The passages below were transcribed by volunteer Kathy Lencki from the classic "The History of Herkimer County, N.Y." by F.W. Beers & Co., 1879.


In territorial extent this town is with one exception the largest in the county, having an area of over sixty-eight thousand acres. The northern portion is mountainous and very thinly inhabited. It embraces a part of the Jerseyfield patent, issued in 1770, and also portions of the first, second and fourth allotments of the Royal Grant.

The town received its name from Salisbury, Conn., the native place of many of the early permanent settlers. It was taken from Palatine, Montgomery county, and organized into a separate town on March 3rd, 1797, and on the 7th of April, 1817, it was annexed to Herkimer county. The organization was fully completed at the first town meeting, held April 4th, 1797, of which the following first official record for the town was made:

"Agreeable to statute, the freeholders and inhabitants of the town of Salisbury convened at the house of Aaron Hackley, Esq., on Tuesday, the 4th day of April, 1797. Cornelius Humphrey and Aaron Hackley, Esqs., superintended the meeting. Polls opened and proceeded to put in the town officers, and the following were chosen, that is to say: Cornelius Humphrey, Esq., supervisor; Eliphalet Taylor, town clerk, Abijah Ford, Samuel Bennet, Jonathan Cole, assessors; Jonathan Hallett, William Lee, jr., and Joseph Munson, commissioners of highways; Nathaniel Curtis, constable and collector; Stephen Todd, jr., constable; Reynolds Cahoon, and Jabez Ayers, overseers of the poor; Augustus Thorp, Stutlely Can and Caleb Bates, commissioners of schools; Eleazer Can, Jabez Tuttle and Joseph Tuttle, fence viewers and appraisers of damages; Joseph Cahoon and Alexander Ayers, pound masters." The entire town at that time contained only thirteen road districts, and one overseer was elected for each district.

The inhabitants of the town were not unmindful of their poor that year, as the following from the records shows: "Agreeable to notification a special town meeting was held at the meeting house in Salisbury. Voted that the supervisor be directed to raise $30 by way of tax for the use of the poor.
Sept. 12th, 1797."

The following entry on the town book against two of the early citizens of the town would indicate that a violation of the excise law was not always allowed with impunity even in those early days:

"Be it remembered that on the 15th day of January, 1798, Joseph Cahoon and Isaiah Kenyon, merchants of the town of Salisbury, county of Montgomery and State of New York, was this day convicted before me, Cornelius Humphrey, one of the justices of the peace of said county, for retailing, on the 9th day of this instant--January--and at several other times, at their store in the town aforesaid, gin and other spirituous liquors by small measure to be drank in their house; without having a license or such permit in their house, out-house, yard or garden, or without having entered into such recognizance as is mentioned in the act entitled 'an act to lay a duty of excise on strong liquors and for the better regulating of inns and taverns,' passed March 1st, 1788."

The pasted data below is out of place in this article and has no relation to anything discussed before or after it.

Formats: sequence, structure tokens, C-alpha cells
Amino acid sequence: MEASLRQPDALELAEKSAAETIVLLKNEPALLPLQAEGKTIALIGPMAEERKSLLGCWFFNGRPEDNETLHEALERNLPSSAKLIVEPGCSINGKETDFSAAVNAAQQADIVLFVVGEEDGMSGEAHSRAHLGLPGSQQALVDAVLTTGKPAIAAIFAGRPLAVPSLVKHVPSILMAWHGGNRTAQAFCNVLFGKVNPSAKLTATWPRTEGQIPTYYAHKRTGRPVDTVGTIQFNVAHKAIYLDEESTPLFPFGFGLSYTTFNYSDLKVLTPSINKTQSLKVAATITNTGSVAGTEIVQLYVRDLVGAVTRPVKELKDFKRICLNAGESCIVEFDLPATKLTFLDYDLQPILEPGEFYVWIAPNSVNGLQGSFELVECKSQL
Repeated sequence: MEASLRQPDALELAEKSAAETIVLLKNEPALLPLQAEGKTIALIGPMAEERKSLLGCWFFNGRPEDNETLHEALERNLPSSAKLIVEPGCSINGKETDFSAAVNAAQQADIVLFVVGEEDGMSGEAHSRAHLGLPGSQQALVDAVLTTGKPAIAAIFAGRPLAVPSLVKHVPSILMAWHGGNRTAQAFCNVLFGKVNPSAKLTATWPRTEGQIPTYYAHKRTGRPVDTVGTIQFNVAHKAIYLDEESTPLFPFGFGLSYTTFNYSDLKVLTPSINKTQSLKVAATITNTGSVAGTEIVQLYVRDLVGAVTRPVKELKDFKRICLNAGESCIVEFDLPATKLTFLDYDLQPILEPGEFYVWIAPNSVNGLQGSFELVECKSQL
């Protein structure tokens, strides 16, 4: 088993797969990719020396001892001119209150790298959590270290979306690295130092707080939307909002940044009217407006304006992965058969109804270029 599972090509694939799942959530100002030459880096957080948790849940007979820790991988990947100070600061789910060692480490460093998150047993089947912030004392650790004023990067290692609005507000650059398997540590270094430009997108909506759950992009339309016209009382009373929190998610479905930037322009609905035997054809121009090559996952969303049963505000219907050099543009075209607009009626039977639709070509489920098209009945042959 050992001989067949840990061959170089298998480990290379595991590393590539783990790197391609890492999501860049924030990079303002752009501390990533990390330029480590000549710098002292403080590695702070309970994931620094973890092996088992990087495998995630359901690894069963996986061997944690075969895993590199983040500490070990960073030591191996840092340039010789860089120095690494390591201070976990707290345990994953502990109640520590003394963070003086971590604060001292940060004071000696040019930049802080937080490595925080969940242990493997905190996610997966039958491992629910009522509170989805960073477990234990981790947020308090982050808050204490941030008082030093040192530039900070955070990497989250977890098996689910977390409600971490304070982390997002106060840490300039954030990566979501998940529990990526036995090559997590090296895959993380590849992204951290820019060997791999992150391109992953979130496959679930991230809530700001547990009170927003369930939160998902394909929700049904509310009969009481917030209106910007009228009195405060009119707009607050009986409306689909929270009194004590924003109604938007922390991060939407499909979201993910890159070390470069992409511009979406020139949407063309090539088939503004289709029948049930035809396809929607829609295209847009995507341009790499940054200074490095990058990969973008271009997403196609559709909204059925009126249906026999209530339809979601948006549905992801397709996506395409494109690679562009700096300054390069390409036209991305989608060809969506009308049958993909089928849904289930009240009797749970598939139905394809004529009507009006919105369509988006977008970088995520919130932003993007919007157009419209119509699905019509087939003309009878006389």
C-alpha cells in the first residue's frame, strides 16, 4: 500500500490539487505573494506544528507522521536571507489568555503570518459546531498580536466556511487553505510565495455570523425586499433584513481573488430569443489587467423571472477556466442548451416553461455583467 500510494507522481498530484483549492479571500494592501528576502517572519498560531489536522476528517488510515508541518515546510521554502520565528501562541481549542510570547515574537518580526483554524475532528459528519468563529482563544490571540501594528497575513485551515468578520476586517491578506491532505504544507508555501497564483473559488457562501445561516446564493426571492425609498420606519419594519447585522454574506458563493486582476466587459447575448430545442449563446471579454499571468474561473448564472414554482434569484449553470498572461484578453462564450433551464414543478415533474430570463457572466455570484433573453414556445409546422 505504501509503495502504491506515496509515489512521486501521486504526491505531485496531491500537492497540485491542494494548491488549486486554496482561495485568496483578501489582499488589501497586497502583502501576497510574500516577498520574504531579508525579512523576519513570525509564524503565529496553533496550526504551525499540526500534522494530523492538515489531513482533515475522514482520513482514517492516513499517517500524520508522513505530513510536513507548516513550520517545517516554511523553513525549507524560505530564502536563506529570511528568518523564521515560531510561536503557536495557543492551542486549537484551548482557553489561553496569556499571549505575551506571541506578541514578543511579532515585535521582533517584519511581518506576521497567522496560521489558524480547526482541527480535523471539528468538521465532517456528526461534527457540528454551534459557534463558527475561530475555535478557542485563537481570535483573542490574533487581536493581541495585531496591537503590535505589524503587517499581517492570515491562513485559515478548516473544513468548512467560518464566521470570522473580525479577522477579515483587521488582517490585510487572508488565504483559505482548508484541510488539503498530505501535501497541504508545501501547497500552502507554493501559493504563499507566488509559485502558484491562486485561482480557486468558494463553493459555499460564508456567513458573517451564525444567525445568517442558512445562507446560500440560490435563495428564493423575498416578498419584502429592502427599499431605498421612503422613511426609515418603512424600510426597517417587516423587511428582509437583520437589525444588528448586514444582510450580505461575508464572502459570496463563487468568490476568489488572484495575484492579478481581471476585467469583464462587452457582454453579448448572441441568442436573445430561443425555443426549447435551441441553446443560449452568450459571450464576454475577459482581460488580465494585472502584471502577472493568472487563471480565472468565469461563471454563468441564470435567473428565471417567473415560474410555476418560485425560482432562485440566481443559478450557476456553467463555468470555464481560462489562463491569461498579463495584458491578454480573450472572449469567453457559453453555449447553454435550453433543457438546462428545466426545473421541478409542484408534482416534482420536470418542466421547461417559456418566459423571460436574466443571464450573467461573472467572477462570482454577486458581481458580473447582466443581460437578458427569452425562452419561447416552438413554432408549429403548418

"Given under my hand and seal the 15th day of January, 1798.

The following unique document was also made a matter of town record:

Wallingford, Conn., Jany. 8th, 1797
"This may certify that I, Ebenezer Moss of Wallingford, do lend to my daughter Ruth Nickerson, of Salisbury, State of New York, some articles of furnitures, viz: one bed and bedding, two chests, two cows and their increase, one pot, teakettle and bake kettle, and other furniture, all of which I lend to said Ruth and her heirs. One cow marked--hole through left ear and a slit in the upper part of the same. "
"Recorded 23d February, 1798."

Following is a complete list of the supervisors from the organization of the town to the present time (1878), showing the years in which each served:

Cornelius Humphrey, 1797-99
Samuel Bennett, 1800
Jonathan Hallett, 1801, 1802
Cornelius Drake, 1803-5
Alvah Southworth, 1806-13
Stephen Todd, 1814, 1820-22, 1824